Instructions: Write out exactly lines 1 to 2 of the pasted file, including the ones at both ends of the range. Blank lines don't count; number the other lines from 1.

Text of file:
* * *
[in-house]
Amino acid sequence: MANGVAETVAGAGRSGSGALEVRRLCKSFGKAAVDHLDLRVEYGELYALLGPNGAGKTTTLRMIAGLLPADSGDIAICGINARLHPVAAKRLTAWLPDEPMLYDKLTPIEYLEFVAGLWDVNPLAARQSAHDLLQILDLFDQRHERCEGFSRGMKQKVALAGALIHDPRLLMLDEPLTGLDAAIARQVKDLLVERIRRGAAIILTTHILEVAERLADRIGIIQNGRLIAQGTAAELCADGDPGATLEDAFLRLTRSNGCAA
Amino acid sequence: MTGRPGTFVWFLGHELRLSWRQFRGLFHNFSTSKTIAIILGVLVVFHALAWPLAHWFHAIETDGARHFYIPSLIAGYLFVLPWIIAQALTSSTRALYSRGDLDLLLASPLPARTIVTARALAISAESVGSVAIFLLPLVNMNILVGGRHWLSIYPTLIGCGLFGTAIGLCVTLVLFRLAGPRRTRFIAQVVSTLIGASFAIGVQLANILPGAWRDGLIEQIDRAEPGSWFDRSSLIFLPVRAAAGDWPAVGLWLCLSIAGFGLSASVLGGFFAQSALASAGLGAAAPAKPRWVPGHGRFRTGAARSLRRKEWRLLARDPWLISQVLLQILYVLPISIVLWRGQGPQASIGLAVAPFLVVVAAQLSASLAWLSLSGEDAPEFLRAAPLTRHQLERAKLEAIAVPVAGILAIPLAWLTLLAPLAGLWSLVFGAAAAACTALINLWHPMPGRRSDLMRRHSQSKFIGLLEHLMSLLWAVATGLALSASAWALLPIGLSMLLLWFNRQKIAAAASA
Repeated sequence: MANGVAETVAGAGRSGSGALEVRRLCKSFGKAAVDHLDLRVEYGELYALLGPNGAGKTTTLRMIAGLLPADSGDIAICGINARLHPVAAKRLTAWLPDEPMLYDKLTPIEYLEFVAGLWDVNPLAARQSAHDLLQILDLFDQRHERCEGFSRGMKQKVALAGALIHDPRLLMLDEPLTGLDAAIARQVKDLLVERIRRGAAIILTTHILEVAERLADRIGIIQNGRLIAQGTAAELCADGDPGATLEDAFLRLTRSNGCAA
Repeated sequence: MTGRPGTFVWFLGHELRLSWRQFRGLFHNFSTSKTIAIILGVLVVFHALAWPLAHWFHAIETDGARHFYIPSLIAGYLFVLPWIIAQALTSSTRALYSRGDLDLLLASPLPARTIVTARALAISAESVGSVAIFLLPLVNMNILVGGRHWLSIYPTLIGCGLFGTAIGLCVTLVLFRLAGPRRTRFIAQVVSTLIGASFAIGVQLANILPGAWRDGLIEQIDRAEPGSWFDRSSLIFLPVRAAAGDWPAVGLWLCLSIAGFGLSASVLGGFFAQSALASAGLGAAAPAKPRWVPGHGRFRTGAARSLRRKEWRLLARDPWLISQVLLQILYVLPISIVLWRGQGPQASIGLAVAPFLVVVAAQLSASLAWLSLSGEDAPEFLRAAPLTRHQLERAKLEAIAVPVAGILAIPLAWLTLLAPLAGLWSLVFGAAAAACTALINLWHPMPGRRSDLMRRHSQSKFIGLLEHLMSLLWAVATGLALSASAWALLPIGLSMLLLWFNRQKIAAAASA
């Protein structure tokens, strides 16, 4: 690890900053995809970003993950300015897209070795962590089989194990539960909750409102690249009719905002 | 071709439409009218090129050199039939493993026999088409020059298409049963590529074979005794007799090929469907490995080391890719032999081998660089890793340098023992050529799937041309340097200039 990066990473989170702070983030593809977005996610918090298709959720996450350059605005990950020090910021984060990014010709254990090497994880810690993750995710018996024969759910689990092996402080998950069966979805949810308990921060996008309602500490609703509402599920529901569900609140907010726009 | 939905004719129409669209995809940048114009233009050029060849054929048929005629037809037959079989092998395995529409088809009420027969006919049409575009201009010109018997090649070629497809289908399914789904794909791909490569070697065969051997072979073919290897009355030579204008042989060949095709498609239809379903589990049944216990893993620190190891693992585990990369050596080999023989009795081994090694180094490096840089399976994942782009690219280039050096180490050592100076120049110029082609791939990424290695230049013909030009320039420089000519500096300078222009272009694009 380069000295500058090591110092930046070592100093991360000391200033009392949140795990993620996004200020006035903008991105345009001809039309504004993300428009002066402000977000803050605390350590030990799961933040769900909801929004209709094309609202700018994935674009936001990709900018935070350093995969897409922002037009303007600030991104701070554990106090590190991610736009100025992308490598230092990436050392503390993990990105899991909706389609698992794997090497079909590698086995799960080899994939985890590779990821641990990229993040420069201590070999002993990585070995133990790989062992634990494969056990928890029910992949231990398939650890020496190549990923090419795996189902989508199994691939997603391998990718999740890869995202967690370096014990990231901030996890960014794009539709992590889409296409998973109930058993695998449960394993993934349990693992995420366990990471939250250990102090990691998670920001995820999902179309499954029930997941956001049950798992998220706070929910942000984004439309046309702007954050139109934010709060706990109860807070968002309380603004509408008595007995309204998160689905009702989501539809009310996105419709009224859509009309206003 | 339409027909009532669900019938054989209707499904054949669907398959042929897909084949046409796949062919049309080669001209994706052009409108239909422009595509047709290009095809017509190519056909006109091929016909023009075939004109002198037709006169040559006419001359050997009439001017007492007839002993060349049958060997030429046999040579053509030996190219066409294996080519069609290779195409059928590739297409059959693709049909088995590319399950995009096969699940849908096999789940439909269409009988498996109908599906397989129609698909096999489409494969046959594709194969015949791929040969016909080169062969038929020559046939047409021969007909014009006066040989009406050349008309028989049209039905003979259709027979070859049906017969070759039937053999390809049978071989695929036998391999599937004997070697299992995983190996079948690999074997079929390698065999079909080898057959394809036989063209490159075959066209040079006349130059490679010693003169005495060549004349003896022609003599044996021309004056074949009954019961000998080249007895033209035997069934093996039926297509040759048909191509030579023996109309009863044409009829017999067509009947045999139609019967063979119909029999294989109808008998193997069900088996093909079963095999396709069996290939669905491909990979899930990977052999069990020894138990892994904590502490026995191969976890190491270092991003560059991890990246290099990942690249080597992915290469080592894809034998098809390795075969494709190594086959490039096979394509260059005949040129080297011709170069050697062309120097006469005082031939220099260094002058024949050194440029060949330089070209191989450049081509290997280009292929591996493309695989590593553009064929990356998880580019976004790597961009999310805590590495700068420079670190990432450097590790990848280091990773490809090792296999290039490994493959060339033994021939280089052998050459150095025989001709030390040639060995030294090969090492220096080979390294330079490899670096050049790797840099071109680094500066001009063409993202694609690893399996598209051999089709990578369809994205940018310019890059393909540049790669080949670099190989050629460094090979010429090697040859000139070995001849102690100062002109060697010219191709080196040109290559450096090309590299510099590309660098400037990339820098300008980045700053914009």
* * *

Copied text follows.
[in-house]
Amino acid sequence: MANGVAETVAGAGRSGSGALEVRRLCKSFGKAAVDHLDLRVEYGELYALLGPNGAGKTTTLRMIAGLLPADSGDIAICGINARLHPVAAKRLTAWLPDEPMLYDKLTPIEYLEFVAGLWDVNPLAARQSAHDLLQILDLFDQRHERCEGFSRGMKQKVALAGALIHDPRLLMLDEPLTGLDAAIARQVKDLLVERIRRGAAIILTTHILEVAERLADRIGIIQNGRLIAQGTAAELCADGDPGATLEDAFLRLTRSNGCAA